An enjoyable exception to the usual prestige books about artists, Craig Baldwin: Avant to Live! evokes the iconoclastic personality of San Francisco’s preeminent underground filmmaker and The Other Cinema curator.
Written and compiled by Bay Area artists and curators Brett Kashmere and Steve Polta (and just published by their respective organizations, INCITE Journal of Experimental Media and San Francisco Cinematheque), the massive tome frontloads a veritable trove of reminiscences, anecdotes, interviews and tributes before presenting an array of critical analyses.
For more than 40 years, Craig Baldwin has reappropriated images from discarded and forgotten educational and industrial movies (found footage, in the vernacular of experimental film) to craft brilliant, hyper-dense 16mm films critiquing U.S. exceptionalism, colonialism, capitalism and moviemaking. Given that his works — Tribulation 99: Alien Anomalies Under America, ¡O No Coronado!, Sonic Outlaws, Spectres of the Spectrum, Mock Up on Mu — are subversive mashups of experimental documentary, science-fiction fantasia and essay film, it’s fitting that Craig Baldwin: Avant to Live is a hybrid zine, scrapbook, academic treatise and alternate social history of post-1970s San Francisco.
The Roxie hosts a celebration of the book Sunday, May 28 and a retrospective of Baldwin’s films May 30–31. I met the Mission’s whirling dervish at his home base, the Artists’ Television Access space on Valencia St., for a typically chatty, digressive conversation. Baldwin greeted me with a lament about the current state of the building, where he’s screened thousands of alternative films since the ‘80s, and a brief history of the punk artists who preceded him.
Craig Baldwin: The history of this space [is that] it was too big — I think it was a bakery and a family could live here.
KQED Arts: A business in the front and the family lived upstairs.
I think it’s a brilliant idea. And you know what I call it? Live/work. [ATA and The Other] happened to be the destination space for people from the ‘burbs who would check this place out on a Saturday. You can’t get down the sidewalk. I’m not putting that down, by the way. I’m glad they come to the city. It’s too bad it doesn’t happen in their own neighborhoods but I’m glad to be presenting an alternative.
But we can hardly afford the rent. You know what’s two doors down? Dogue. If you want to serve your dog a $75 meal. Do you believe that? That is just m************ outrageous.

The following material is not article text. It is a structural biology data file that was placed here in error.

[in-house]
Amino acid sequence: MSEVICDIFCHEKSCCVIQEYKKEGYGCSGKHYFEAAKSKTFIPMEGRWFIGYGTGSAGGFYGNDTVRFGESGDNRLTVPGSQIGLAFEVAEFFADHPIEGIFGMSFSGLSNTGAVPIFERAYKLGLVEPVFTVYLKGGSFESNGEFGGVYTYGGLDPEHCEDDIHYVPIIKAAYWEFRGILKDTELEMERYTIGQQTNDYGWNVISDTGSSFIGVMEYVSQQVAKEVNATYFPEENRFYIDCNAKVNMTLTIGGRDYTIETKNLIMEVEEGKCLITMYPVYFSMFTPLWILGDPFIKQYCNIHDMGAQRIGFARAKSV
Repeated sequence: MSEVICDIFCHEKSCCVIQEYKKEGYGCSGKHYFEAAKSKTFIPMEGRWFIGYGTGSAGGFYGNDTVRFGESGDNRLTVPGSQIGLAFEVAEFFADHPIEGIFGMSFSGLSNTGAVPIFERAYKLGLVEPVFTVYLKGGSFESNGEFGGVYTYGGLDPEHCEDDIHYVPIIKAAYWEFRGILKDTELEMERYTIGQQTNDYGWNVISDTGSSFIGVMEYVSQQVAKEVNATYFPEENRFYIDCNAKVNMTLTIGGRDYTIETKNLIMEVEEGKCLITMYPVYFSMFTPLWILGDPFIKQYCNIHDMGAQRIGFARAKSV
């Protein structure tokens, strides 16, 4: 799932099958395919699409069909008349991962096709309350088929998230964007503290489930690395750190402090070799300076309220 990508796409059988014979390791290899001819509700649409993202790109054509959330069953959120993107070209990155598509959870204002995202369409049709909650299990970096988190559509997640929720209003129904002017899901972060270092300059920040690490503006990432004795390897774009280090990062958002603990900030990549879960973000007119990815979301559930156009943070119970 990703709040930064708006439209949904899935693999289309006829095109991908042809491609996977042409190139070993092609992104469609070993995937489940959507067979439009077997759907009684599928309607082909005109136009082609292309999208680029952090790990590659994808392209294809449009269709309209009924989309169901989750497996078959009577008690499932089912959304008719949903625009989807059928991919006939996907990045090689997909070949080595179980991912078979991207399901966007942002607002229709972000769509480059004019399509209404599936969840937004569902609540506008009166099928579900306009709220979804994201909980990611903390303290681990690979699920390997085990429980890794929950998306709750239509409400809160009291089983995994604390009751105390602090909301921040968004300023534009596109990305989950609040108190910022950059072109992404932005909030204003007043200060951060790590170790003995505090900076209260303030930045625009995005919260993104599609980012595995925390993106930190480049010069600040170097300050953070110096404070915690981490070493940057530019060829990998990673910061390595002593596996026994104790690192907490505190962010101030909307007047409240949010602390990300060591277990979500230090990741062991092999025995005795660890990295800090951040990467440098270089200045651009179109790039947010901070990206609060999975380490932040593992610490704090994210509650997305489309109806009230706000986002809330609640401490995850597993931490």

I’m here on account of Avant to Live, which has more love per page than the Kama Sutra.
I like that. The writers are pouring love on me, if that’s what you mean.
Do you recall a formative moment when motion pictures, moving images, captured you more than theater, sports writing and your other adolescent creative pursuits?
The first movie I ever saw, at the Village Theater when I was growing up in Sacramento. Lorna Doone. You could look it up. Black-and-white. Anyone can come up with an anecdote like that. There’s nothing particularly meaningful about that … that probably happens to every kid who goes to see their first movie. But I remember that moment to this day.
But that experience didn’t make you a filmmaker.
What made me a maker was Super 8. The generation coming up now, they don’t have their Super 8. It was the tractability, flexibility, mutability, portability, ease, comfort of Super 8 that anyone in high school would be doing.
You could borrow your best friend’s camera, or your parents might have a camera, and just go out and shoot. That’s probably it. But the found-footage thing, the Craig Baldwin thing, there is a story in the book about Stolen Movie, which is playing at the Roxie [May 30] and FlickSkin, the film that I made to get into the film program at [SF] State. I had my paintings in the Crocker Art Gallery in Sacramento. My mother probably sensed something, and she would drive me on a Saturday … many mothers do that, take their kids to art classes.
Then what made you different?
Good question. The subcultural thing [for one] … I was impoverished the whole time. I never went the pro route. Accident or nature or coincidence or God or whatever, I ended up having a roommate who had an uncle who ran a porn theater. I ended up sleeping in the projection booth. I saw what film was. Found film, to me —
That is, film intended for one purpose —
That I could re-use. But it was more the materiality. It could have been another way but I was in the porn field, I was close to the film, I was demystified, I was radicalized, I understood what it was, just light through a strip of celluloid. This was a public thing that people paid money to see, and it was nothing but that. And the way it was treated in that porn theater was not professional, you understand? It was devalued. It was degraded. It was the lowest, the gutter, and that’s what radicalized me. As a found-footage maker, I realized I could do that. For me, [film was] the artistic opportunity, the potential, the attraction, the allure, the eros, the desire to get your hands on it.
Anything else you recall about that porn house?
It was a very famous theater on the corner of Jones and Golden Gate. It was more like a pickup joint. People would just be standing, the screen would be there and people would be walking around. There were seats, but you weren’t expected to sit down. I said, ‘This is almost like an installation.’ Naïve, you understand. [I realized] film is not untouchable, film is not above me, not something I can’t reach. It is something at my level, it is free, cheap, like what I do here. [Baldwin waves his hand.] All these pieces of furniture were just found on the street. I wouldn’t buy a piece of furniture. It was just the way our generation lived. [Or at least] the way I did.